The Swiss psychiatrist C. G. Jung used the term ‘possession’ to describe the unhealthy influence of an archetype on the ego. Jung’s discussion of the archetypes includes the idea that many are equivalent to the pagan gods which are lesser than God.
The claims of contemporary psychiatry complicate the idea of possession. Materialist psychiatrists no doubt would look to delusional systems possibly rooted in faulty brain functioning as an explanation for the belief in possession.
It’s also possible that faulty brain functioning and spiritual attack go hand in hand. Just as a hacker finds weak spots within a computer’s operating system, the devil, one could argue, exploits physiological vulnerabilities within human beings.
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Psychosis is usually defined within psychological and psychiatric circles as a fundamental “break with reality.” According to prevailing theories, this apparent break with reality is caused by some combination of biological and environmental factors, resulting in a kind of mental breakdown or disintegration where normal judgement is severly impaired or entirely lacking. This break can be non-violent or violent, temporary or permanent.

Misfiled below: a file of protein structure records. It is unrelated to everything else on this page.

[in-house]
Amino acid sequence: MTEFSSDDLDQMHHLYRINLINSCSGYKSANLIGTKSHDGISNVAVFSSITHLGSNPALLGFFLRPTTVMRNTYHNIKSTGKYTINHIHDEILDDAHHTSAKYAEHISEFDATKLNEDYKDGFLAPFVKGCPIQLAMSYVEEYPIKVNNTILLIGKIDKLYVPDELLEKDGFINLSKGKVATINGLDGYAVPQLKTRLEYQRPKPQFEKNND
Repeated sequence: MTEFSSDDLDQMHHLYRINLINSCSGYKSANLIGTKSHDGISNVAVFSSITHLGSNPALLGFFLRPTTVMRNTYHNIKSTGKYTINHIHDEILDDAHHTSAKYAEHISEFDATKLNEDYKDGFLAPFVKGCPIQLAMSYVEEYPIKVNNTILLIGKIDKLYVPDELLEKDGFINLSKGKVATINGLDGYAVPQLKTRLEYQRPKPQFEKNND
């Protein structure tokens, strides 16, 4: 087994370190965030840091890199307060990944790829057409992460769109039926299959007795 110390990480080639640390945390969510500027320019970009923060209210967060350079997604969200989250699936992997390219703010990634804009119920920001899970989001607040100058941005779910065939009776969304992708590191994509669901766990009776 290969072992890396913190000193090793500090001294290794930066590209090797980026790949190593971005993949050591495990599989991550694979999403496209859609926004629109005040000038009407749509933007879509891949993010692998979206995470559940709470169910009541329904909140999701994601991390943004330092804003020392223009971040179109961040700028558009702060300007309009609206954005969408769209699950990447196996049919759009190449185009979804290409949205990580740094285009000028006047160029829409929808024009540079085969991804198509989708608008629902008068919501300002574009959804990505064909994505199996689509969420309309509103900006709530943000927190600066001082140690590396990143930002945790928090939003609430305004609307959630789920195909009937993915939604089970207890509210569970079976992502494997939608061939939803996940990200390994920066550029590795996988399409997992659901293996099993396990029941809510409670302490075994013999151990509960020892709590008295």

Psychiatrists like R. D. Laing and Stanislav Grof emphasize not just the negative but the potentially transformative positives that could follow a breakdown, providing it’s been competently handled and followed through. Laing, in fact, says we should try to think in terms of a potential ‘breakthrough’ instead of an irreparable ‘breakdown.’